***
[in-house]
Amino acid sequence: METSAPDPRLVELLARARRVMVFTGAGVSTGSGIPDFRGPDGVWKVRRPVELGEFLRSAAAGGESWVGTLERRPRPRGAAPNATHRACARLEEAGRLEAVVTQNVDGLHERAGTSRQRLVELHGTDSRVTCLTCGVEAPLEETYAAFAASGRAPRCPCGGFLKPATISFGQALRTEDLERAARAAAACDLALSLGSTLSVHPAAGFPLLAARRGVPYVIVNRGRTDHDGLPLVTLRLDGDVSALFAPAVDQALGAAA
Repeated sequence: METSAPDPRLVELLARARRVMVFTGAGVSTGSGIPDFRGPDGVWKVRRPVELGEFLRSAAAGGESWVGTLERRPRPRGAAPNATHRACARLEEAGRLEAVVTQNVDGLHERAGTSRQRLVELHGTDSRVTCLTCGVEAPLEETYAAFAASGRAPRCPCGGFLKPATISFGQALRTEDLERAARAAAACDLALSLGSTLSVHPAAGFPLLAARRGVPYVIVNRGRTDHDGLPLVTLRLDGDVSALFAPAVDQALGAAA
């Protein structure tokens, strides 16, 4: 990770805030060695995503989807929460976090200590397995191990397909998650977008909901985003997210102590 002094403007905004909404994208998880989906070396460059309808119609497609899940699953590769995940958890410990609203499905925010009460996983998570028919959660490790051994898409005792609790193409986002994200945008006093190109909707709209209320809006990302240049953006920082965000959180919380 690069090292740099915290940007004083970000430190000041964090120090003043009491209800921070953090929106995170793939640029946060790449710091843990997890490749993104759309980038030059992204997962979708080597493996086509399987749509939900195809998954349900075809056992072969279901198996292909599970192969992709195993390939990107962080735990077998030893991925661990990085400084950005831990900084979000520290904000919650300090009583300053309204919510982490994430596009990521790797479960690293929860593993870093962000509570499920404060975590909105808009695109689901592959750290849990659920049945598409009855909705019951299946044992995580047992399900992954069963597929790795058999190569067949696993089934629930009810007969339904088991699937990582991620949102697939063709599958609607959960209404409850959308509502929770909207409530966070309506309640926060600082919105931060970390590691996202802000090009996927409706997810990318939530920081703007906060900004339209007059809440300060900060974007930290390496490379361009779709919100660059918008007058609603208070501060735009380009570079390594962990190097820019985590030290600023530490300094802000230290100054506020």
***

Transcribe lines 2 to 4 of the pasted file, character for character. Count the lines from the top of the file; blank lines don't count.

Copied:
Amino acid sequence: METSAPDPRLVELLARARRVMVFTGAGVSTGSGIPDFRGPDGVWKVRRPVELGEFLRSAAAGGESWVGTLERRPRPRGAAPNATHRACARLEEAGRLEAVVTQNVDGLHERAGTSRQRLVELHGTDSRVTCLTCGVEAPLEETYAAFAASGRAPRCPCGGFLKPATISFGQALRTEDLERAARAAAACDLALSLGSTLSVHPAAGFPLLAARRGVPYVIVNRGRTDHDGLPLVTLRLDGDVSALFAPAVDQALGAAA
Repeated sequence: METSAPDPRLVELLARARRVMVFTGAGVSTGSGIPDFRGPDGVWKVRRPVELGEFLRSAAAGGESWVGTLERRPRPRGAAPNATHRACARLEEAGRLEAVVTQNVDGLHERAGTSRQRLVELHGTDSRVTCLTCGVEAPLEETYAAFAASGRAPRCPCGGFLKPATISFGQALRTEDLERAARAAAACDLALSLGSTLSVHPAAGFPLLAARRGVPYVIVNRGRTDHDGLPLVTLRLDGDVSALFAPAVDQALGAAA
């Protein structure tokens, strides 16, 4: 990770805030060695995503989807929460976090200590397995191990397909998650977008909901985003997210102590 002094403007905004909404994208998880989906070396460059309808119609497609899940699953590769995940958890410990609203499905925010009460996983998570028919959660490790051994898409005792609790193409986002994200945008006093190109909707709209209320809006990302240049953006920082965000959180919380 690069090292740099915290940007004083970000430190000041964090120090003043009491209800921070953090929106995170793939640029946060790449710091843990997890490749993104759309980038030059992204997962979708080597493996086509399987749509939900195809998954349900075809056992072969279901198996292909599970192969992709195993390939990107962080735990077998030893991925661990990085400084950005831990900084979000520290904000919650300090009583300053309204919510982490994430596009990521790797479960690293929860593993870093962000509570499920404060975590909105808009695109689901592959750290849990659920049945598409009855909705019951299946044992995580047992399900992954069963597929790795058999190569067949696993089934629930009810007969339904088991699937990582991620949102697939063709599958609607959960209404409850959308509502929770909207409530966070309506309640926060600082919105931060970390590691996202802000090009996927409706997810990318939530920081703007906060900004339209007059809440300060900060974007930290390496490379361009779709919100660059918008007058609603208070501060735009380009570079390594962990190097820019985590030290600023530490300094802000230290100054506020």